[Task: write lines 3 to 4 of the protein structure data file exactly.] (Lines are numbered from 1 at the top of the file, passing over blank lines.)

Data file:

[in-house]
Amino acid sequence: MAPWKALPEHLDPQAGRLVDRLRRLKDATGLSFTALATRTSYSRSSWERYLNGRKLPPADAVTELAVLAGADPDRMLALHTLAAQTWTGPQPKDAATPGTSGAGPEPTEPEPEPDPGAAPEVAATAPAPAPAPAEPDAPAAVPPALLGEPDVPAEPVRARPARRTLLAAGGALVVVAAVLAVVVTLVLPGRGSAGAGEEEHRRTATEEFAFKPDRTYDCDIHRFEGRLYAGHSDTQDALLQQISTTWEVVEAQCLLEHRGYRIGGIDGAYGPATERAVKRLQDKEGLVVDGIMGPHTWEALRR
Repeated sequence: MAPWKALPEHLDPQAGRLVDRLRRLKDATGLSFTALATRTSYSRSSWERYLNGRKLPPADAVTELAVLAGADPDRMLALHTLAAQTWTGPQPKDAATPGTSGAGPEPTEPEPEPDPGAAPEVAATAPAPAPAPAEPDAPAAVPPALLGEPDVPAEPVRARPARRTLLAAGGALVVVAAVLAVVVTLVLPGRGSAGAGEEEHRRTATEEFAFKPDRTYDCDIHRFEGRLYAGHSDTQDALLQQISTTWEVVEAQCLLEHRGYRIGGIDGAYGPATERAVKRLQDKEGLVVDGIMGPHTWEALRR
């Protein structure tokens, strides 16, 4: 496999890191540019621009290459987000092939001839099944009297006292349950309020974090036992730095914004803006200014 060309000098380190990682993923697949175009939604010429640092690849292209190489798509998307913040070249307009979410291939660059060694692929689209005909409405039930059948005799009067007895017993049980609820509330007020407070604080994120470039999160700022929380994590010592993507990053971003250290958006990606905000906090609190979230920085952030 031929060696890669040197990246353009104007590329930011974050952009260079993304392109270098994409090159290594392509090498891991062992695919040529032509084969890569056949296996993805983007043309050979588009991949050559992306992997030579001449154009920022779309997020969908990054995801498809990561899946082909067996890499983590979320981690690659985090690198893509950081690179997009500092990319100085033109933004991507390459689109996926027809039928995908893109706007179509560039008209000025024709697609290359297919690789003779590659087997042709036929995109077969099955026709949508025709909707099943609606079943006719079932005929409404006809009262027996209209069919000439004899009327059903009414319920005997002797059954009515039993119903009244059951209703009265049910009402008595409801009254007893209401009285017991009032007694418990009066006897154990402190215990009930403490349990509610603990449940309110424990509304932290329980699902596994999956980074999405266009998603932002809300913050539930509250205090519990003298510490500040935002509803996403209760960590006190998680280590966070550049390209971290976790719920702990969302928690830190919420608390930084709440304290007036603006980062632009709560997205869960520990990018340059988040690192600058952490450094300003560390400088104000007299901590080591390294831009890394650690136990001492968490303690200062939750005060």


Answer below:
Repeated sequence: MAPWKALPEHLDPQAGRLVDRLRRLKDATGLSFTALATRTSYSRSSWERYLNGRKLPPADAVTELAVLAGADPDRMLALHTLAAQTWTGPQPKDAATPGTSGAGPEPTEPEPEPDPGAAPEVAATAPAPAPAPAEPDAPAAVPPALLGEPDVPAEPVRARPARRTLLAAGGALVVVAAVLAVVVTLVLPGRGSAGAGEEEHRRTATEEFAFKPDRTYDCDIHRFEGRLYAGHSDTQDALLQQISTTWEVVEAQCLLEHRGYRIGGIDGAYGPATERAVKRLQDKEGLVVDGIMGPHTWEALRR
């Protein structure tokens, strides 16, 4: 496999890191540019621009290459987000092939001839099944009297006292349950309020974090036992730095914004803006200014 060309000098380190990682993923697949175009939604010429640092690849292209190489798509998307913040070249307009979410291939660059060694692929689209005909409405039930059948005799009067007895017993049980609820509330007020407070604080994120470039999160700022929380994590010592993507990053971003250290958006990606905000906090609190979230920085952030 031929060696890669040197990246353009104007590329930011974050952009260079993304392109270098994409090159290594392509090498891991062992695919040529032509084969890569056949296996993805983007043309050979588009991949050559992306992997030579001449154009920022779309997020969908990054995801498809990561899946082909067996890499983590979320981690690659985090690198893509950081690179997009500092990319100085033109933004991507390459689109996926027809039928995908893109706007179509560039008209000025024709697609290359297919690789003779590659087997042709036929995109077969099955026709949508025709909707099943609606079943006719079932005929409404006809009262027996209209069919000439004899009327059903009414319920005997002797059954009515039993119903009244059951209703009265049910009402008595409801009254007893209401009285017991009032007694418990009066006897154990402190215990009930403490349990509610603990449940309110424990509304932290329980699902596994999956980074999405266009998603932002809300913050539930509250205090519990003298510490500040935002509803996403209760960590006190998680280590966070550049390209971290976790719920702990969302928690830190919420608390930084709440304290007036603006980062632009709560997205869960520990990018340059988040690192600058952490450094300003560390400088104000007299901590080591390294831009890394650690136990001492968490303690200062939750005060």